Alliaria petiolata is an invasive herb impacting forests throughout the eastern United States. We studied the impacts of glyphosate, bare ground, and summer precipitation on A. petiolata cover and density in two forest stands of different ages at Hueston Woods State Park, Preble and Butler Cos., OH. Fifty 1 × 1 m plots were established in each stand and 25 plots per stand were treated with glyphosate each November 2000–2004. Cover and density of A. petiolata rosettes and adults were measured multiple times each year from 2000 through 2005. Percent bare ground was estimated using a point frame in May 2003.
Adult cover in May was significantly lower in sprayed vs. unsprayed plots in three of five years; in the other two years adult cover was very low in both sprayed and unsprayed plots. However, spray treatment did not significantly affect May rosette cover across years. ANCOVA revealed that May 2003 bare ground positively associated with density of A. petiolata rosettes in May 2003, but bare ground was not significantly associated with October 2003 rosette density. Variation across years in both October rosette density and May adult density of A. petiolata was significantly associated with precipitation the previous June; wetter Junes were followed by higher densities.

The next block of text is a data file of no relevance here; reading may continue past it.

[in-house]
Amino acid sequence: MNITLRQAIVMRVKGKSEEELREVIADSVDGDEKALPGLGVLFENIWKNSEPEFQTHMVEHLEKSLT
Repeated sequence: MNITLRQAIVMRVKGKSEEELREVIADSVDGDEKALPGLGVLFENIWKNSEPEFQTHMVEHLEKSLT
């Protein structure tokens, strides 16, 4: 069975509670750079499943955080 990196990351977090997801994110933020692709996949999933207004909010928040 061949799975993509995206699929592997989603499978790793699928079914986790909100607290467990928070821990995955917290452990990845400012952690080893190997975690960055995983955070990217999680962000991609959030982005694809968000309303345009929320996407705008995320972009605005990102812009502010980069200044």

Despite sustained suppression of adult A. petiolata in plots sprayed with glyphosate, new rosettes appeared each spring at densities comparable to unsprayed plots, which we attribute to seed dispersal from outside of the plots. Bare ground had minimal effect on A. petiolata populations. Evidence that A. petiolata density was positively affected by June precipitation suggests that management efforts should be focused in years of wet summers.